Ministry still owes RM110m farmers’ incentives, says audit report


By Melissa Chi
The Malaysian Insider
Oct 24, 2011

KUALA LUMPUR, Oct 25 — The Ministry of Agriculture and Agro-Based Industry has yet to pay RM110.67 million it owed to more than 70,000 farmers under a scheme to encourage a higher rice production, according to the Auditor-General’s report today.

Citing Padiberas Nasional Berhad (Bernas), Malaysia’s rice industry regulator, the report said the farmers were eligible to receive RM341.29 million between January 2007 and January 2010. However, Bernas only managed to pay incentives worth RM230.62 million as at end 2010, citing lack of funds.

This resulted in 73,291 farmers not receiving incentives totalling RM110.67 million.

Bernas currently controls about 24 per cent of the paddy market and 45 per cent of the local rice demand.

The company is also Malaysia’s sole importer and exporter, currently importing about 20 per cent of the country’s rice supply, mainly from Thailand and Vietnam.

Under the incentive programme to increase rice production (IPH), RM650 is given for each metric tonne per hectare to farmers who have more than two hectares of paddy fields. Farmers with fields smaller than two hectares would receive a minimum of RM200.

The initial estimated budget for the scheme was RM29 million a year.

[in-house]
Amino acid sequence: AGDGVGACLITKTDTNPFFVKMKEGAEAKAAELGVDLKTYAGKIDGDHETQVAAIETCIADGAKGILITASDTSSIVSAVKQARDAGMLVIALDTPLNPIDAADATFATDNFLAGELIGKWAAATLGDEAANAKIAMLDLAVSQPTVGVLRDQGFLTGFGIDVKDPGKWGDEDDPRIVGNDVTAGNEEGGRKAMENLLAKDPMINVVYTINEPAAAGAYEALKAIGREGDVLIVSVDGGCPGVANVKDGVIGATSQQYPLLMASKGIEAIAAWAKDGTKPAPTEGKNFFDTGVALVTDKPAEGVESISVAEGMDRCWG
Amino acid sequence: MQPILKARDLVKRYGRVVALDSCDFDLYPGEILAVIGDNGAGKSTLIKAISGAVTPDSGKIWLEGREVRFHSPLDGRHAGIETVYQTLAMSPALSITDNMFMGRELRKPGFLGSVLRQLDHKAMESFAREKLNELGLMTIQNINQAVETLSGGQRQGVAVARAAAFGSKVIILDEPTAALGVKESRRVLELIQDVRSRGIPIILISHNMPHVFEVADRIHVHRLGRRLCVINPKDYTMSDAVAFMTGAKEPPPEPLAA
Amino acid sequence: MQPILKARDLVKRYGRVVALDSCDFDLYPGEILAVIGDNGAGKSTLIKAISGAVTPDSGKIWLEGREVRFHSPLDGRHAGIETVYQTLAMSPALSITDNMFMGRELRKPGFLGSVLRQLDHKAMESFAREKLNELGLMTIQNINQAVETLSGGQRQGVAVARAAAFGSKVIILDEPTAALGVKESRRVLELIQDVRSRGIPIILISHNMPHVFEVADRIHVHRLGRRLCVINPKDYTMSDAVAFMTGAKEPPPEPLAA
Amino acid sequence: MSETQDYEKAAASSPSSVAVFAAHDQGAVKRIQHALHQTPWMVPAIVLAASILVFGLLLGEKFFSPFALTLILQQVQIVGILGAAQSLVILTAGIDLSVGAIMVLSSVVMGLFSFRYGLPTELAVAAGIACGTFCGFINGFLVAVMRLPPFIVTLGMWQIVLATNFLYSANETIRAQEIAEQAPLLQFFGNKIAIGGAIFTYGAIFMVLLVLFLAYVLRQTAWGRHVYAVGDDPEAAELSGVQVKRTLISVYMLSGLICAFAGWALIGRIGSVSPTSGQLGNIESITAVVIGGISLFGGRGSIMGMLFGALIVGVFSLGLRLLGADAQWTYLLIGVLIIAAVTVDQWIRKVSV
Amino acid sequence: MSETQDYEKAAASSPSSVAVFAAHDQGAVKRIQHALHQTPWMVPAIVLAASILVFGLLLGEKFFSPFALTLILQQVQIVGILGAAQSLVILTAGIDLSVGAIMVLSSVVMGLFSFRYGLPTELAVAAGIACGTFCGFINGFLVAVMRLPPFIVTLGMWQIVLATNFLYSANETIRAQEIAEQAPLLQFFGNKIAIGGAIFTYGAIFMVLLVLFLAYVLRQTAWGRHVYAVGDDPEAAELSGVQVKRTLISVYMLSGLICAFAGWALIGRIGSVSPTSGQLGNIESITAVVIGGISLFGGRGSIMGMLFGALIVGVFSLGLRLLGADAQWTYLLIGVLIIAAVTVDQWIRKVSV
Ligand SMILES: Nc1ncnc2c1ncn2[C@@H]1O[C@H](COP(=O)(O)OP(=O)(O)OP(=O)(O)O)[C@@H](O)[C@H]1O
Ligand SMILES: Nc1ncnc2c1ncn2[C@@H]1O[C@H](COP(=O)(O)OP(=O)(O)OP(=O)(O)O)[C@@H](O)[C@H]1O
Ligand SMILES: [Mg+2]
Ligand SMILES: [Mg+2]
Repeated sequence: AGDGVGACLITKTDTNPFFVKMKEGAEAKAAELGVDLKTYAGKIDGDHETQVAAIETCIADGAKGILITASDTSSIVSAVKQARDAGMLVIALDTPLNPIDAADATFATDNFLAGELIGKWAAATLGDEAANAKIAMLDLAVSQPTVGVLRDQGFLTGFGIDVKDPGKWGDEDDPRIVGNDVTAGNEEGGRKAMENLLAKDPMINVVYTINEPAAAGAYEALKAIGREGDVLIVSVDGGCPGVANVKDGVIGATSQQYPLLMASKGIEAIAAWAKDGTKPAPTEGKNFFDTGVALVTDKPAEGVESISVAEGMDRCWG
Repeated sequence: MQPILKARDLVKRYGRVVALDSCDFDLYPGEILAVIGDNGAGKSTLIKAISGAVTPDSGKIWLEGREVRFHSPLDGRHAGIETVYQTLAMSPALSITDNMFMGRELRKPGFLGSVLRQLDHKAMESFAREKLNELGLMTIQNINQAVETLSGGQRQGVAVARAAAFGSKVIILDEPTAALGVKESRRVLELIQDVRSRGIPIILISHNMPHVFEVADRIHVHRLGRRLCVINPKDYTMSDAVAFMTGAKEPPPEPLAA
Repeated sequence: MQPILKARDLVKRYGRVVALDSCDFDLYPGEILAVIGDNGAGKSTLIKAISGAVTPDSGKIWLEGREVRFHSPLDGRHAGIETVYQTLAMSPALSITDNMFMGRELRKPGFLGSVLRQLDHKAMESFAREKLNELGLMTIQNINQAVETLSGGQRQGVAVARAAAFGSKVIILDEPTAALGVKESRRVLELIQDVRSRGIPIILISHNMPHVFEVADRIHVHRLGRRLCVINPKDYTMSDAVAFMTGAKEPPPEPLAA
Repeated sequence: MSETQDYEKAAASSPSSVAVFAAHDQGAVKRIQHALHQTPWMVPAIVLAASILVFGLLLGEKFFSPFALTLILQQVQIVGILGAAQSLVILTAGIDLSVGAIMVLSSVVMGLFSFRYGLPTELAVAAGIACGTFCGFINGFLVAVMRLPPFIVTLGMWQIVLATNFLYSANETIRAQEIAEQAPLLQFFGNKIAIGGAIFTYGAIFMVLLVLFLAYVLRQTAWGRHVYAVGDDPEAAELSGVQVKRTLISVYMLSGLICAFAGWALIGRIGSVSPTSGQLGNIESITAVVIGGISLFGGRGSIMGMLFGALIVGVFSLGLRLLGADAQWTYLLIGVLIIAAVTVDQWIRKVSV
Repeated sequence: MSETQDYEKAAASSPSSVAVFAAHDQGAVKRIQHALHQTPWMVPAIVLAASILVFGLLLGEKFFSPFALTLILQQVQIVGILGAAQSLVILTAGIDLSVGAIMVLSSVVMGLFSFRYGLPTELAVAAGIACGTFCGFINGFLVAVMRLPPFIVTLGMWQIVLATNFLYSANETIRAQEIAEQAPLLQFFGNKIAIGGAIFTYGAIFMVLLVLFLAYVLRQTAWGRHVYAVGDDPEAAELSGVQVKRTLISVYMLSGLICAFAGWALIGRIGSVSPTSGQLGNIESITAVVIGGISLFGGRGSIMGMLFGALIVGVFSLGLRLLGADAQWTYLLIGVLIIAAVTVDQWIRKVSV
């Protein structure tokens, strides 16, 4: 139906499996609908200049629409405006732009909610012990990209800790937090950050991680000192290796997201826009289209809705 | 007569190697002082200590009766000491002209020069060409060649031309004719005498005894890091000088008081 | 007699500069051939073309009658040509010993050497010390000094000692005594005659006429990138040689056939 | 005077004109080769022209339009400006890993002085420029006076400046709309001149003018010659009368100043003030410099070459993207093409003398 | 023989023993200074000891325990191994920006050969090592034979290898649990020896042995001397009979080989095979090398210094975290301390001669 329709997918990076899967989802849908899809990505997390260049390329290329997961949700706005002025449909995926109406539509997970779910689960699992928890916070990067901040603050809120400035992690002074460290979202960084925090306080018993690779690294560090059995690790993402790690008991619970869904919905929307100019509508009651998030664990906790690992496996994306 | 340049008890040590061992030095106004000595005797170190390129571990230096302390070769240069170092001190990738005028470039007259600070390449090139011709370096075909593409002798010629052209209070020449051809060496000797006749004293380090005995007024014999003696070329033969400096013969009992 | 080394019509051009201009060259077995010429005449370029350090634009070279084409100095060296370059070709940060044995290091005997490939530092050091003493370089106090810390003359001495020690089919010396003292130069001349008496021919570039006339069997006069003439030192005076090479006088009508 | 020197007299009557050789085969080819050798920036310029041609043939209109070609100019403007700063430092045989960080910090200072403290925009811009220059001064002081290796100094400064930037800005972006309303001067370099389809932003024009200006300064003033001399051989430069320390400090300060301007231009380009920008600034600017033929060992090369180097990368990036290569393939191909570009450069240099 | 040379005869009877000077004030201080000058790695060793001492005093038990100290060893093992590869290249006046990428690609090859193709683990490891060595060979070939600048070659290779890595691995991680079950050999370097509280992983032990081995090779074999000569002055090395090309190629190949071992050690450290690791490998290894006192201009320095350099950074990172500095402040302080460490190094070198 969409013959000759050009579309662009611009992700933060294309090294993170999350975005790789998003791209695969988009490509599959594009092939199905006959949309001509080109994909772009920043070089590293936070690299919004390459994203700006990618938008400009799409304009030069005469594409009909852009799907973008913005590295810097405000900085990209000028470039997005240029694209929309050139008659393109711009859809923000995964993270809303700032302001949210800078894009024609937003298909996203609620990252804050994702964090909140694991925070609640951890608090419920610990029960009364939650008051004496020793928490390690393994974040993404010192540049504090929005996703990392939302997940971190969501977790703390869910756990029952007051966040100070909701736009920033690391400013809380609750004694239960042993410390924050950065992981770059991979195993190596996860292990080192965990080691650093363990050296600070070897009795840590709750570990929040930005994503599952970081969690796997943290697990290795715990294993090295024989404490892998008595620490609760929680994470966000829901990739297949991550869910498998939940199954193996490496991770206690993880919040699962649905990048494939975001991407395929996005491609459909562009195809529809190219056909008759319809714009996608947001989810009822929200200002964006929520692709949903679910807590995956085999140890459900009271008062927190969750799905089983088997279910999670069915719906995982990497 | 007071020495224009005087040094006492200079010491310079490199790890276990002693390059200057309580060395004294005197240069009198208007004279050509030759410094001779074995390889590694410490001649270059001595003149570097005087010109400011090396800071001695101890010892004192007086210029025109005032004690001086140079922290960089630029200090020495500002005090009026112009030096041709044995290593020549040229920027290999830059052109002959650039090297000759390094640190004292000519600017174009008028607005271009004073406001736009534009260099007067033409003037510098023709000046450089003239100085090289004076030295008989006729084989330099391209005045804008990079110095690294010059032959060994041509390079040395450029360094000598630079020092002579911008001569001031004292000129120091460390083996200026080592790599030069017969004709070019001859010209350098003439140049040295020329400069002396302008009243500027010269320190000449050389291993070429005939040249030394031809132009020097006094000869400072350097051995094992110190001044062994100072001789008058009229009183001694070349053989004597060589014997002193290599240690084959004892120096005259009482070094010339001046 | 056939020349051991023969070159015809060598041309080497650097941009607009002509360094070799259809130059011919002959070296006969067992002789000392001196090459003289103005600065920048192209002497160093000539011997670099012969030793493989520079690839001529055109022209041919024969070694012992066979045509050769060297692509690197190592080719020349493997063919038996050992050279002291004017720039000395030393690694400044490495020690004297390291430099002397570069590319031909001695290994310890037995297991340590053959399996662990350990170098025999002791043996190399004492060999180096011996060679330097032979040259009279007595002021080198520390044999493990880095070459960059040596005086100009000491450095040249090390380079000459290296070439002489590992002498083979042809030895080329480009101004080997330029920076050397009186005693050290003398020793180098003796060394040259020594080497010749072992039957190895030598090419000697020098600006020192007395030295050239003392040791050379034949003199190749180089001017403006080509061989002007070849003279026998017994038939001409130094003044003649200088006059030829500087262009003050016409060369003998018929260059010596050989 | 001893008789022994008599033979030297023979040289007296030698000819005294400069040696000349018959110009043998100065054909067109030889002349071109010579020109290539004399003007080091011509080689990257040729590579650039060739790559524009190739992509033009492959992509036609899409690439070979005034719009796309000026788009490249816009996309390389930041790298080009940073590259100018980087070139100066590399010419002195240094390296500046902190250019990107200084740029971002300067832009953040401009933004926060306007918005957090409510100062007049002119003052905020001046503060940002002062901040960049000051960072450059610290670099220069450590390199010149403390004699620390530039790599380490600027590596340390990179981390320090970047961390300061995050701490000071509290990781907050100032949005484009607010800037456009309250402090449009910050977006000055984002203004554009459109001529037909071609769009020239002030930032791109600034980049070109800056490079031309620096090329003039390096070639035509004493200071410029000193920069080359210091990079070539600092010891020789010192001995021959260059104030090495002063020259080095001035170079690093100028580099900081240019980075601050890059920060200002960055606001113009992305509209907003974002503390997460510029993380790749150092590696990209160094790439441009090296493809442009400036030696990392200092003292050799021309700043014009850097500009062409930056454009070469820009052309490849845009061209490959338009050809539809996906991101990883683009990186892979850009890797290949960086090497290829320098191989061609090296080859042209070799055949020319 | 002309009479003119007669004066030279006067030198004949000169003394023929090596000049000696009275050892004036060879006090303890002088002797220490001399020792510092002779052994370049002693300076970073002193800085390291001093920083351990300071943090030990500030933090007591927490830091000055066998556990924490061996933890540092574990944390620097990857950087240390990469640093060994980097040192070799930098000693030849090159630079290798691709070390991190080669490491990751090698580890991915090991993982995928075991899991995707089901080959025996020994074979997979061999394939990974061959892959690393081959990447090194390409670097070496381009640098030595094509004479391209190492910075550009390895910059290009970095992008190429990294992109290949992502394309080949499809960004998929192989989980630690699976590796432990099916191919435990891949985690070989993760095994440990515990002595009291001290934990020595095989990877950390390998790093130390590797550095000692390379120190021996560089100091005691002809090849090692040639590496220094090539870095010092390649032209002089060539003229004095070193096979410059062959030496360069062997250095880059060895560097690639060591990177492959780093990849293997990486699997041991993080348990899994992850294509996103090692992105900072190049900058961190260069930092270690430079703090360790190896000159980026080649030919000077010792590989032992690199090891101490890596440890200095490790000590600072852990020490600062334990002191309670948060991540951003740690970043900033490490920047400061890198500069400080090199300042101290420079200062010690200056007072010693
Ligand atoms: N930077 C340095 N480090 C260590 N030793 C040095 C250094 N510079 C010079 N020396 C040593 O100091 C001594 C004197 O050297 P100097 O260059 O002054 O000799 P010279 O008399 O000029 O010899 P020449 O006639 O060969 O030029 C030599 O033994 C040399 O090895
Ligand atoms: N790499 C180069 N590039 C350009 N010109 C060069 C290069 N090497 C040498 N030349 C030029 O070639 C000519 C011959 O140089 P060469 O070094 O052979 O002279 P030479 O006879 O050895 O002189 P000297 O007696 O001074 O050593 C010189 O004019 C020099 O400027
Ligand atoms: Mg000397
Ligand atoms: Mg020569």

The report found that Bernas had only informed the ministry of a lack of funds in 2010 during the audit process. The ministry subsequently sought for an additional RM205 million from the Finance Ministry on June 2010.

However, the application was rejected and the ministry was asked instead to review the priority of current programmes and budget accordingly.

The Cabinet has also approved RM80 million for the IPH programme in 2011.

“The ministry should have an effective monitoring mechanism to complete and expedite the investigations so that the objective of the incentive programme can be attained,” the report said.

The report also found that most farmers do not know the rate of the incentive they are eligible for if their rice production increases and that they do not know that they are eligible to receive incentive if they work harder to increase rice production.

The report also recommended the ministry take immediate action to re-evaluate the programme’s priority to ensure adequate funding to pay for the promised incentives.

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